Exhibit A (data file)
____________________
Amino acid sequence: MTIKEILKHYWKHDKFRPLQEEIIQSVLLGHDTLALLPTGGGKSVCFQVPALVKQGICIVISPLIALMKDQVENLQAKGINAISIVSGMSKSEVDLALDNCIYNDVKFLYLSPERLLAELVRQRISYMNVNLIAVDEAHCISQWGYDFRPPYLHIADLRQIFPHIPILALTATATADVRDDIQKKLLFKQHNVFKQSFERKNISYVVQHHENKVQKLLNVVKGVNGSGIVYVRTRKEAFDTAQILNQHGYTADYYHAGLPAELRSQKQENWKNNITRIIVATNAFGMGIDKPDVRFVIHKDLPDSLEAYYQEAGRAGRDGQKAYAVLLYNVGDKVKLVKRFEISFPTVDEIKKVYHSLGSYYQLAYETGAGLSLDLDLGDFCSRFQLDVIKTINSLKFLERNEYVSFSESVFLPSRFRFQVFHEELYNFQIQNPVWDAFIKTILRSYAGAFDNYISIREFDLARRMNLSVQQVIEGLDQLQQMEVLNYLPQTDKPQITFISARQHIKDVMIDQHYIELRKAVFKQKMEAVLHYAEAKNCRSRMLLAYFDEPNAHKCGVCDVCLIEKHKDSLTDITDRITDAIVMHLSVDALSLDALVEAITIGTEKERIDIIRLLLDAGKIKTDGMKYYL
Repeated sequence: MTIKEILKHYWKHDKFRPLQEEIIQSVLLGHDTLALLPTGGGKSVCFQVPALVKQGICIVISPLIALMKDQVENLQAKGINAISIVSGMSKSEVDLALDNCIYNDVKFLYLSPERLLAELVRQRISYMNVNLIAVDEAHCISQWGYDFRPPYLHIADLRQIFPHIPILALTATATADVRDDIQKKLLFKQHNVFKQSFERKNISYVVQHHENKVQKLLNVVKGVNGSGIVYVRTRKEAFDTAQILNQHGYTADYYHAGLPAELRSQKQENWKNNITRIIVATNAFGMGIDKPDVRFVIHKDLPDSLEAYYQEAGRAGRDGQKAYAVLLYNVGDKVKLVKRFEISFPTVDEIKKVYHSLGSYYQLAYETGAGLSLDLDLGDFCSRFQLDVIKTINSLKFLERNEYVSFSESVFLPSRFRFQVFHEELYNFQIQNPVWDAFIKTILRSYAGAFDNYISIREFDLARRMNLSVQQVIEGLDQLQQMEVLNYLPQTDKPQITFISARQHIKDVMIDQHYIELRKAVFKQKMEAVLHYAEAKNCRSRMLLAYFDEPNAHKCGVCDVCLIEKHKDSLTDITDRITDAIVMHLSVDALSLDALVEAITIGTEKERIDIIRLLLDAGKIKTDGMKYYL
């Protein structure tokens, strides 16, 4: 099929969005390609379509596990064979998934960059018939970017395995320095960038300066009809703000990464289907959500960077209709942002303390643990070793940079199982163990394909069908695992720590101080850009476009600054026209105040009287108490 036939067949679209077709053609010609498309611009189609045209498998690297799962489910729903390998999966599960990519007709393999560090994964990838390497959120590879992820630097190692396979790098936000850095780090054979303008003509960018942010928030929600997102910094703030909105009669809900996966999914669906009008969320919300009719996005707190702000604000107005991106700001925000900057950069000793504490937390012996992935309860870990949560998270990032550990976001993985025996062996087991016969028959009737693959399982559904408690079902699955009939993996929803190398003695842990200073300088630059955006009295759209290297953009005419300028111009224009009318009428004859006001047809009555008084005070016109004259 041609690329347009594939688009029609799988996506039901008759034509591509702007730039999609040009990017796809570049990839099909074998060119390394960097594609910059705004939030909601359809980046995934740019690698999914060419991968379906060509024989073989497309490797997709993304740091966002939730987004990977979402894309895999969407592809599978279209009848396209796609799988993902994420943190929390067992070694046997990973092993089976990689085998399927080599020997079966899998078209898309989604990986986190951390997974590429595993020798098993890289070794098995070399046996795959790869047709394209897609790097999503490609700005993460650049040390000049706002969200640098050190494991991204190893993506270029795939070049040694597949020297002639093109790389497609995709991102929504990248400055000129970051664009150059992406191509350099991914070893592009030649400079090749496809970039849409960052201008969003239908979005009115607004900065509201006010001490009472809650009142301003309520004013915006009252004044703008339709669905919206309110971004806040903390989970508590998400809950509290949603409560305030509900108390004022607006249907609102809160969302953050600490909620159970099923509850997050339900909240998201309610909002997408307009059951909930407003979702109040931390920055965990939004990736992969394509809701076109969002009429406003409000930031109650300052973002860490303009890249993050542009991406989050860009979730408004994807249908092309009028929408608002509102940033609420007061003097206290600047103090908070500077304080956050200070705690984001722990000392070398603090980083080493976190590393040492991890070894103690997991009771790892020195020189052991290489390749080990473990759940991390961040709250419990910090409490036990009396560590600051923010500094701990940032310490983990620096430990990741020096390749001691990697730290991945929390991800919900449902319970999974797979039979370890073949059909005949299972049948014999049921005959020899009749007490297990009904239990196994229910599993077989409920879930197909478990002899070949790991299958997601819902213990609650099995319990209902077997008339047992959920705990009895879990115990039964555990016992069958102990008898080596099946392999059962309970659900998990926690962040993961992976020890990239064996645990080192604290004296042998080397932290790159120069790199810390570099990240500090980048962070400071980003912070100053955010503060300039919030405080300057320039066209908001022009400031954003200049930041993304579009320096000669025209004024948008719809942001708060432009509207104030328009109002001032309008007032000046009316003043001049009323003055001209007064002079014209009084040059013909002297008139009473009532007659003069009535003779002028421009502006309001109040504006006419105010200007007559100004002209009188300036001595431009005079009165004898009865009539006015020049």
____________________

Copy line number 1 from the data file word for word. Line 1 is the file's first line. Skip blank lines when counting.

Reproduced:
Amino acid sequence: MTIKEILKHYWKHDKFRPLQEEIIQSVLLGHDTLALLPTGGGKSVCFQVPALVKQGICIVISPLIALMKDQVENLQAKGINAISIVSGMSKSEVDLALDNCIYNDVKFLYLSPERLLAELVRQRISYMNVNLIAVDEAHCISQWGYDFRPPYLHIADLRQIFPHIPILALTATATADVRDDIQKKLLFKQHNVFKQSFERKNISYVVQHHENKVQKLLNVVKGVNGSGIVYVRTRKEAFDTAQILNQHGYTADYYHAGLPAELRSQKQENWKNNITRIIVATNAFGMGIDKPDVRFVIHKDLPDSLEAYYQEAGRAGRDGQKAYAVLLYNVGDKVKLVKRFEISFPTVDEIKKVYHSLGSYYQLAYETGAGLSLDLDLGDFCSRFQLDVIKTINSLKFLERNEYVSFSESVFLPSRFRFQVFHEELYNFQIQNPVWDAFIKTILRSYAGAFDNYISIREFDLARRMNLSVQQVIEGLDQLQQMEVLNYLPQTDKPQITFISARQHIKDVMIDQHYIELRKAVFKQKMEAVLHYAEAKNCRSRMLLAYFDEPNAHKCGVCDVCLIEKHKDSLTDITDRITDAIVMHLSVDALSLDALVEAITIGTEKERIDIIRLLLDAGKIKTDGMKYYL